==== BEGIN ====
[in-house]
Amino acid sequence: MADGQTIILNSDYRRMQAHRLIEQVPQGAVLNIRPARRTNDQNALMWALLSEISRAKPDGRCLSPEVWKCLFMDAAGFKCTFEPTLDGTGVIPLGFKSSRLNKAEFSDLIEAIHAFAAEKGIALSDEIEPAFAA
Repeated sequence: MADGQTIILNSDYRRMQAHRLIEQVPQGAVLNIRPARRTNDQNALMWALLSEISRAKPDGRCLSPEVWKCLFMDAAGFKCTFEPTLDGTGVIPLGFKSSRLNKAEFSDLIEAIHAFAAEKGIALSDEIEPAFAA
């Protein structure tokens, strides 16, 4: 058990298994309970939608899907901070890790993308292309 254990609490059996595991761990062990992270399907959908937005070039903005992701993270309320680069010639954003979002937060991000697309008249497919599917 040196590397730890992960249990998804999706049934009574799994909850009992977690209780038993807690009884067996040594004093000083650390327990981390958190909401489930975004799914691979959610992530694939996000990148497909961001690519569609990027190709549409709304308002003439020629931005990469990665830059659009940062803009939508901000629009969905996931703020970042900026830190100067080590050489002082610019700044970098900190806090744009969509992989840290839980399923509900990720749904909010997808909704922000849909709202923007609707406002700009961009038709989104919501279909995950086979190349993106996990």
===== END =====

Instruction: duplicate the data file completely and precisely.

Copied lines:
[in-house]
Amino acid sequence: MADGQTIILNSDYRRMQAHRLIEQVPQGAVLNIRPARRTNDQNALMWALLSEISRAKPDGRCLSPEVWKCLFMDAAGFKCTFEPTLDGTGVIPLGFKSSRLNKAEFSDLIEAIHAFAAEKGIALSDEIEPAFAA
Repeated sequence: MADGQTIILNSDYRRMQAHRLIEQVPQGAVLNIRPARRTNDQNALMWALLSEISRAKPDGRCLSPEVWKCLFMDAAGFKCTFEPTLDGTGVIPLGFKSSRLNKAEFSDLIEAIHAFAAEKGIALSDEIEPAFAA
């Protein structure tokens, strides 16, 4: 058990298994309970939608899907901070890790993308292309 254990609490059996595991761990062990992270399907959908937005070039903005992701993270309320680069010639954003979002937060991000697309008249497919599917 040196590397730890992960249990998804999706049934009574799994909850009992977690209780038993807690009884067996040594004093000083650390327990981390958190909401489930975004799914691979959610992530694939996000990148497909961001690519569609990027190709549409709304308002003439020629931005990469990665830059659009940062803009939508901000629009969905996931703020970042900026830190100067080590050489002082610019700044970098900190806090744009969509992989840290839980399923509900990720749904909010997808909704922000849909709202923007609707406002700009961009038709989104919501279909995950086979190349993106996990």